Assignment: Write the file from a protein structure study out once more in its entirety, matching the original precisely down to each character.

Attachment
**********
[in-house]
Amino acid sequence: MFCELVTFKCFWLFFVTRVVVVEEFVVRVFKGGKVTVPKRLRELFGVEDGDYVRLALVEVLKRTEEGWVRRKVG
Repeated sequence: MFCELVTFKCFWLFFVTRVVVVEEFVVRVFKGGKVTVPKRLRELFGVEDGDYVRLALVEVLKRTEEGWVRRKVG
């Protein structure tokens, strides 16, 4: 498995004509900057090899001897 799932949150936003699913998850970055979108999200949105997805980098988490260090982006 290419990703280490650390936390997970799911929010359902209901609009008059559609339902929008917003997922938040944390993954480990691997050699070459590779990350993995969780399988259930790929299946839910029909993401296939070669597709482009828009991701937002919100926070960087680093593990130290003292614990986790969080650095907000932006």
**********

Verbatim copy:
[in-house]
Amino acid sequence: MFCELVTFKCFWLFFVTRVVVVEEFVVRVFKGGKVTVPKRLRELFGVEDGDYVRLALVEVLKRTEEGWVRRKVG
Repeated sequence: MFCELVTFKCFWLFFVTRVVVVEEFVVRVFKGGKVTVPKRLRELFGVEDGDYVRLALVEVLKRTEEGWVRRKVG
């Protein structure tokens, strides 16, 4: 498995004509900057090899001897 799932949150936003699913998850970055979108999200949105997805980098988490260090982006 290419990703280490650390936390997970799911929010359902209901609009008059559609339902929008917003997922938040944390993954480990691997050699070459590779990350993995969780399988259930790929299946839910029909993401296939070669597709482009828009991701937002919100926070960087680093593990130290003292614990986790969080650095907000932006």